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  • Writer's pictureAndrew Batchelor

5 Of The Best Public Art Pieces In Dundee

Dundee boasts an ever growing presence of public art on the city streets. So to celebrate, Dundee Culture looks at the five of the best pieces of public art in the city.

Dundee Dragon

The Dundee Dragon can be seen patrolling the Murraygate day and night.

The Dundee Dragon patrols the city centre day in and day out. Situated on Dundee’s Murraygate, the dragon is one of the most popular pieces of public art in the city.

Designed by the late Tony Morrow, the Dundee Dragon is inspired from the tale of Martin and the Nine Maidens, a story which is linked with the city.

The story goes that there was a farmer who lived on the outskirts of Dundee who sent one of his daughters to fetch water from a well — and she never came back. So he sent another daughter, and she never came back, this kept happening up until he sent his ninth daughter and yet still no sign.

The farmer decided to go to the well and he was met with a gory sight — a dragon, sleeping with the corpses of his nine daughters.

The farmer was said to run back to the village, he ran to Martin, one of the daughters lovers, to help slay the dragon. Martin was furious, so he decided to round up the villagers and they went to slay the dragon.

When confronting the dragon, the villagers shouted “Strike, Martin!” which was said to be the reason by the name “Strathmartine”. Martin managed to slay the dragon and has a rhyme associated with the demise of the dragon:

  • Tempted at Pitempton

  • Draigled at Baldragon

  • Stricken at Strathmartine

  • And killed at Martins Stone

Dundee Penguins

The Dundee Penguins are firm favourite with Dundonians and visitors alike.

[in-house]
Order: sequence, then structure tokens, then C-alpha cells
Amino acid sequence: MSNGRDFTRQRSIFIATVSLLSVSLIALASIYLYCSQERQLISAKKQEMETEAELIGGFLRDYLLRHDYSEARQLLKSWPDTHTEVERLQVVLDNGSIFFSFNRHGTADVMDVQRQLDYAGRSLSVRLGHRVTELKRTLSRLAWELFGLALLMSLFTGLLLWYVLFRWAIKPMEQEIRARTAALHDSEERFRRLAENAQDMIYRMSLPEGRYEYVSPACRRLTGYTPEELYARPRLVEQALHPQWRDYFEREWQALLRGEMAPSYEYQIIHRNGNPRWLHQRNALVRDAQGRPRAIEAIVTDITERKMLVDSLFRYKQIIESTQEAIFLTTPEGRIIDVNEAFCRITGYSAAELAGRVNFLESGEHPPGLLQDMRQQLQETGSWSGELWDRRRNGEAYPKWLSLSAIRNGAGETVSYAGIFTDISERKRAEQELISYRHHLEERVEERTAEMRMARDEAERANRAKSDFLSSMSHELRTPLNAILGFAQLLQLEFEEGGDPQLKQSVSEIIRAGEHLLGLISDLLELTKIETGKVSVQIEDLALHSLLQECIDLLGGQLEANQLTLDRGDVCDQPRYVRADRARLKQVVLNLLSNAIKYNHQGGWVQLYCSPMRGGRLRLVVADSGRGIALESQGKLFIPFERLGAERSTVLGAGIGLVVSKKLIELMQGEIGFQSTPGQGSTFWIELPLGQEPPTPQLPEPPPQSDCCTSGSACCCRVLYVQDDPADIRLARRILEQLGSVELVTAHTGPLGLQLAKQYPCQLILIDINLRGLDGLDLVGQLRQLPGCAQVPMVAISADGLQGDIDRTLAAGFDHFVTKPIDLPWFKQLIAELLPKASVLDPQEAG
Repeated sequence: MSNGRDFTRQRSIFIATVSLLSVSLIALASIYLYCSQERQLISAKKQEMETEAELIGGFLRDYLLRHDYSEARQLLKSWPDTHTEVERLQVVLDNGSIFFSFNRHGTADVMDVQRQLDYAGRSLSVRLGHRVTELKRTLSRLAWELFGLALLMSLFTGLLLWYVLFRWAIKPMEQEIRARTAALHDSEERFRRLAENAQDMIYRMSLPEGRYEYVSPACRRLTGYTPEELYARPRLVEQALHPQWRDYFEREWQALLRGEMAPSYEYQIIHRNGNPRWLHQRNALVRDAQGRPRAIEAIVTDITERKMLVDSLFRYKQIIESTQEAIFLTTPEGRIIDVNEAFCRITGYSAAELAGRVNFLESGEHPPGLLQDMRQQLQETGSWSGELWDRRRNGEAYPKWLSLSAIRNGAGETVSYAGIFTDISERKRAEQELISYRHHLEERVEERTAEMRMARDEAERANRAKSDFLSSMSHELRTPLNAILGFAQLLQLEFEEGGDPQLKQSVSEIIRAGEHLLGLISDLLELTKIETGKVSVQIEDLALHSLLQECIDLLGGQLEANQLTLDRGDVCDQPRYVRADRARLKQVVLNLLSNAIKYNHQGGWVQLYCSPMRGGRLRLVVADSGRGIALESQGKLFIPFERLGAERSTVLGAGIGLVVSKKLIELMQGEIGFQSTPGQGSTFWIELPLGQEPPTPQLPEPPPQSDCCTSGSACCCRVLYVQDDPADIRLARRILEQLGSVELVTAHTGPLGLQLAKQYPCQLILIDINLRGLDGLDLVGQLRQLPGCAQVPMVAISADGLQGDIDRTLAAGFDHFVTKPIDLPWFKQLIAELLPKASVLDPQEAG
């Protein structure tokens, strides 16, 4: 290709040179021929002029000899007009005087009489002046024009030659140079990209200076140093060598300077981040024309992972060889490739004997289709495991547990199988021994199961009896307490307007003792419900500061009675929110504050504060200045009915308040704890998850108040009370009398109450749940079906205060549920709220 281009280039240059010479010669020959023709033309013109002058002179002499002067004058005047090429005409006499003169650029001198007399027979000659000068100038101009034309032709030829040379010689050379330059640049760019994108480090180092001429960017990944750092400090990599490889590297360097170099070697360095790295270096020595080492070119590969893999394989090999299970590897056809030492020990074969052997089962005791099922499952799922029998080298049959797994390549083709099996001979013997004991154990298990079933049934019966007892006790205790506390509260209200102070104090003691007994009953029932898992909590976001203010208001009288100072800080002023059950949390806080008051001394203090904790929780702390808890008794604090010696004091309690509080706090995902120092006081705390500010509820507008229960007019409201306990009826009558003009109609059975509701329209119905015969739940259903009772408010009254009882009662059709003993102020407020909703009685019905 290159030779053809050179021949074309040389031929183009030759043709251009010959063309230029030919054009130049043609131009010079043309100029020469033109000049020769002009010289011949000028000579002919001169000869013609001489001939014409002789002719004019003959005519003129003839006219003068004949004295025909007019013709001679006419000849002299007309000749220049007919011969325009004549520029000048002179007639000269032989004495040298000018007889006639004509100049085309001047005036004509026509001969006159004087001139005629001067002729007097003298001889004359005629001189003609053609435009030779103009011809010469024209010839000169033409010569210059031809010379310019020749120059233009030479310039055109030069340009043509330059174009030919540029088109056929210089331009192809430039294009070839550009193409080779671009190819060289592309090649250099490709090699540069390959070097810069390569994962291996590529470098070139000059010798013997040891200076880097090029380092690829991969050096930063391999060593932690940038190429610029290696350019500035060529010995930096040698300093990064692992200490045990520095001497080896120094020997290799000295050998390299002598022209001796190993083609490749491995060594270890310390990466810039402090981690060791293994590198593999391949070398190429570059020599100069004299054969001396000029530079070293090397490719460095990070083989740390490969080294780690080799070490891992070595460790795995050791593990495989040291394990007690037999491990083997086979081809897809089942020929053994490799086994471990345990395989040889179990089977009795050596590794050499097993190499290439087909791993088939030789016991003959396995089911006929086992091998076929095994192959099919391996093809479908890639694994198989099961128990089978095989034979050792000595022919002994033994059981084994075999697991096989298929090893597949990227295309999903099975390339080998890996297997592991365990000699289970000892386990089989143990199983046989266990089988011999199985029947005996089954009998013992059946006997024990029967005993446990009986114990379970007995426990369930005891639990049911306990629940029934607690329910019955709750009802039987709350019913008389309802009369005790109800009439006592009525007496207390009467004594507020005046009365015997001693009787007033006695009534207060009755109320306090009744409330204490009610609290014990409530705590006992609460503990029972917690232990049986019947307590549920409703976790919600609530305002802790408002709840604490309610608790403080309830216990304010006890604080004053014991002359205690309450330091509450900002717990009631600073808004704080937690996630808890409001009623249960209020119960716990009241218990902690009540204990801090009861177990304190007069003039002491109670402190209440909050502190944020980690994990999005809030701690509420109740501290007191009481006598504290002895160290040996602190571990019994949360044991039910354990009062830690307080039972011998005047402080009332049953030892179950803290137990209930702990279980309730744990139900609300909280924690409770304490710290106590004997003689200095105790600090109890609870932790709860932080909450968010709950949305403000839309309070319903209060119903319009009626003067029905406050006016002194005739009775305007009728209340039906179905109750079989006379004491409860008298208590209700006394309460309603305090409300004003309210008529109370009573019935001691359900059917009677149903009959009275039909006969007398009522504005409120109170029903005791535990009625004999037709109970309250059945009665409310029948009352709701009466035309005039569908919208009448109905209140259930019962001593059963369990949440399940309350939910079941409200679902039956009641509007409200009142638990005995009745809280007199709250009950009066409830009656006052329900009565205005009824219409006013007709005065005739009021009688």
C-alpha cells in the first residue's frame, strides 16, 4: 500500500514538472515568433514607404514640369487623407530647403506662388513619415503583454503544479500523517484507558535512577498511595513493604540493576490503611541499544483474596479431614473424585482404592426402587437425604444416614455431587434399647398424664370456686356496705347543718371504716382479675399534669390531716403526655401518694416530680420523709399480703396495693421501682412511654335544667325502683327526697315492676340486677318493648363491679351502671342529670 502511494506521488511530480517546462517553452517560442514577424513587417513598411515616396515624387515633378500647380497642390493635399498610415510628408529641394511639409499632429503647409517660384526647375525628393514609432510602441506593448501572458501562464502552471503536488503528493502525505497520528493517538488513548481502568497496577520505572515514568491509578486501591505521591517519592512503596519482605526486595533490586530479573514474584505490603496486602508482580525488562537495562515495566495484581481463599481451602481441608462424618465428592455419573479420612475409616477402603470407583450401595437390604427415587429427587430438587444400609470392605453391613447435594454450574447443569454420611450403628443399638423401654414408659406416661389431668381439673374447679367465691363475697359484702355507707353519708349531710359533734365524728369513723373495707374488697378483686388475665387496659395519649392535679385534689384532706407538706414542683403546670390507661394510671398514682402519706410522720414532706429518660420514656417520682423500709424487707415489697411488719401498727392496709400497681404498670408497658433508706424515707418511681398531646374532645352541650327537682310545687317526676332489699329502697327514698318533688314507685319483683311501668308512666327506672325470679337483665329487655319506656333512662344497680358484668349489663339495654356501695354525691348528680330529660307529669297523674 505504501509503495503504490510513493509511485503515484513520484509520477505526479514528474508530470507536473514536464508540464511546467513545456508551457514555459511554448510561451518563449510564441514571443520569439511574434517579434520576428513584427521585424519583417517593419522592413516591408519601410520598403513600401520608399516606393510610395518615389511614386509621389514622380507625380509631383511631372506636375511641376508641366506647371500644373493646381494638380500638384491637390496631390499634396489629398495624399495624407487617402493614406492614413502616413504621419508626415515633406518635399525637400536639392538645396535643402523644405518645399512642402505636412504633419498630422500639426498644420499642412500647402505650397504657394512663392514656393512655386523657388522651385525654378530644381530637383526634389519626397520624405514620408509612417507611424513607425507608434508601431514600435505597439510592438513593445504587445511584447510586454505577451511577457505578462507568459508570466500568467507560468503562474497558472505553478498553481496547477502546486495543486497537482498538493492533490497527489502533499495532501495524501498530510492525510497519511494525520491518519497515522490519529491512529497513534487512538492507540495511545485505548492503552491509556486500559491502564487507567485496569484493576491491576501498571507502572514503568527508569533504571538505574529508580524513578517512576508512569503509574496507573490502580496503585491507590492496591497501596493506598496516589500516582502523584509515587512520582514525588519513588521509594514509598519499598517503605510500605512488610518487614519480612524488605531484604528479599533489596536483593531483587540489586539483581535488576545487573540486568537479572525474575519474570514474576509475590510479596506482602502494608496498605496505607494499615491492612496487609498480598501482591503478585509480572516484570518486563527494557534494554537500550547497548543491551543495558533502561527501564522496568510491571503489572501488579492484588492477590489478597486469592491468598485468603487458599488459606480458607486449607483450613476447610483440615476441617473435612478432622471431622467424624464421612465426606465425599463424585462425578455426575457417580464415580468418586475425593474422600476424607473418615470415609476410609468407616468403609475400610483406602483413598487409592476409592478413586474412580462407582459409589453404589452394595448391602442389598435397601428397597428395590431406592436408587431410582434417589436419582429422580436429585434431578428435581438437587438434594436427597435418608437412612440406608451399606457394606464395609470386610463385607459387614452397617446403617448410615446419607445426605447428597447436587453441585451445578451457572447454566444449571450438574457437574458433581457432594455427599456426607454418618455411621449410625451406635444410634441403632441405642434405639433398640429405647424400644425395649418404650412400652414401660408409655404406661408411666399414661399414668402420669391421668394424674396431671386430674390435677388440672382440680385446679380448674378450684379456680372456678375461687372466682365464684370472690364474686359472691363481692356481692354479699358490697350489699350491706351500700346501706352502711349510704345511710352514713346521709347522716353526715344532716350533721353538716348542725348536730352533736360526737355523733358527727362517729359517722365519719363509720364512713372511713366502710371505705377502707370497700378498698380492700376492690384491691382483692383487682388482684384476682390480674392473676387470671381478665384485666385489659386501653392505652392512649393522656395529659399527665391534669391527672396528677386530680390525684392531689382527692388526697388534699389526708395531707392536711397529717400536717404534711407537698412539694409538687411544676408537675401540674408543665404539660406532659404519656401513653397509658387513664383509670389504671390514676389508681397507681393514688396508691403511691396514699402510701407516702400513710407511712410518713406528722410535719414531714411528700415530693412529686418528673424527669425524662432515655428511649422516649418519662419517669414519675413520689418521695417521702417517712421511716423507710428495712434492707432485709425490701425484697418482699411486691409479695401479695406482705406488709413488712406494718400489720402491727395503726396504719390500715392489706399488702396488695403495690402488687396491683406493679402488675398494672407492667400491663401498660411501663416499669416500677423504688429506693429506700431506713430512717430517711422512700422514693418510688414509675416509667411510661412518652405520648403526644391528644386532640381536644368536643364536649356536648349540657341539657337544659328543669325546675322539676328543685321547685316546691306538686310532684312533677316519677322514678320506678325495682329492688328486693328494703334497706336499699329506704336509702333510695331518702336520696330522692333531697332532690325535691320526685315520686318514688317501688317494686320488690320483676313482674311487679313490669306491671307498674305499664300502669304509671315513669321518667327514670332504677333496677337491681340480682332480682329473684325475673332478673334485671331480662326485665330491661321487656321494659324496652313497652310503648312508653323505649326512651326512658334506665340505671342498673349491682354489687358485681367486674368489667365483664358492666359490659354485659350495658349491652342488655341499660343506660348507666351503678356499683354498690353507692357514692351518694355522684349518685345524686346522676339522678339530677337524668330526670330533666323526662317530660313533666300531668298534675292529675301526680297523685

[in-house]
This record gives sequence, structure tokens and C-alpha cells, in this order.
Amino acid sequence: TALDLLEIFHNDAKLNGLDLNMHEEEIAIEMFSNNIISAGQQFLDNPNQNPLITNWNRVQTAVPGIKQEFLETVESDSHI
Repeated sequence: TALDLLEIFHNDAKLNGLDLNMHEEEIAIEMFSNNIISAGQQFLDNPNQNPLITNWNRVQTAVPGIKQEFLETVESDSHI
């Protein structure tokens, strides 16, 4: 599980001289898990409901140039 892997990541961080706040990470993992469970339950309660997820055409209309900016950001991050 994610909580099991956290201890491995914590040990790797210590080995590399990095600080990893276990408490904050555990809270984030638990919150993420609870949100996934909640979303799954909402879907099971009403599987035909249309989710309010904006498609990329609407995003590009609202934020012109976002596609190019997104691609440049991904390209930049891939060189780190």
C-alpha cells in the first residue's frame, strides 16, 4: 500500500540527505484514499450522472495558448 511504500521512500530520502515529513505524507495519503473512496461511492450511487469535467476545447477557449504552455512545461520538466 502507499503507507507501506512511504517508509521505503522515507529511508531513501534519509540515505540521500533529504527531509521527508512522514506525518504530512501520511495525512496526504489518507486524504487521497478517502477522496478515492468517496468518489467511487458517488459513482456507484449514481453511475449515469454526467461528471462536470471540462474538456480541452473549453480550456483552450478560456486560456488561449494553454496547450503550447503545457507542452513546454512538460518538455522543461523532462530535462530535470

Sculpted by Angela Hunter, the Dundee Penguins are a favourite with the locals and visitors to Dundee. Situated in the shadow of the City Churches on the Nethergate, the penguins symbolises the city’s connections with the beloved species.

Of course, the RRS Discovery is a symbol of Dundee’s fantastic role in finding out more about Antarctica and the crew of one of the expeditions that the Discovery took to the previously untouched continent, .

Another fabulous feature of the Dundee Penguins is that they also dress up for notable occasions in the city. From graduations for Dundee and Abertay — to woolie jumpers during the festive period.

When coming to Dundee, you should visit these cute wee waddlers.

Oor Wullie

If you’re visiting the magnificent McManus Galleries, chances are you will come across Oor Wullie, sculpted by Malcolm Robertson, Wullie can be seen smiling towards the DC Thomson headquarters — the place that brings him to life every Sunday in the Sunday Post!

Oor Wullie is a beloved comic character and when you visit him in Albert Square, you can sit on his famous bucket and take a fantastic selfie with this happy go lucky lad.

Tay Whale

The stunning Tay Whale sculpture that remembers the humpback whale which sadly lost its life, but is beloved by Dundonians to this very day.

The newest art piece on this list comes in the form of the stunning Tay Whale which is situated at the city’s brand new Waterfront Gardens.

The Tay Whale is inspired from a sad event that happened in Dundee back in 1883, when a humpback whale swam into the Firth of Tay. It was harpooned in a hunt, but escaped, and was found floating dead off Stonehaven a week later.

You can visit the remains of the Tay Whale at the fabulous McManus Galleries in the heart of the city. Although the story is gruesome, it immortalises such a beloved animal in our city’s history, and the whale is remembered a century on in this breathtaking piece of art, brought to life by the incredibly talented Lee Simmons.

Bruin the Polar Bear

Bruin the polar bear is a new addition to the city’s ever growing public art scene.

Another amazing piece of public art based on an event in the city is the Polar Bear, sculpted by David Annan, which is located just off Castle Street on the High Street.

And yes — there is a reason why it is there!

This piece of public art commemorates the 1878 escape and subsequent safe recapture of a polar bear named Bruin, one of two brought from Davis’ Straits by a local whaling ship and bought for exhibition in Commercial Street by a Mr Woods.

Bruin escaped and roamed the city’s High Street. It is said that he walked into the shop where the sculpture is situated in front of, and got distracted at its own reflection in a mirror, which led to him being caught.

It’s a beloved new piece of public art — and is frequently a popular spot with tourists who visit the city.


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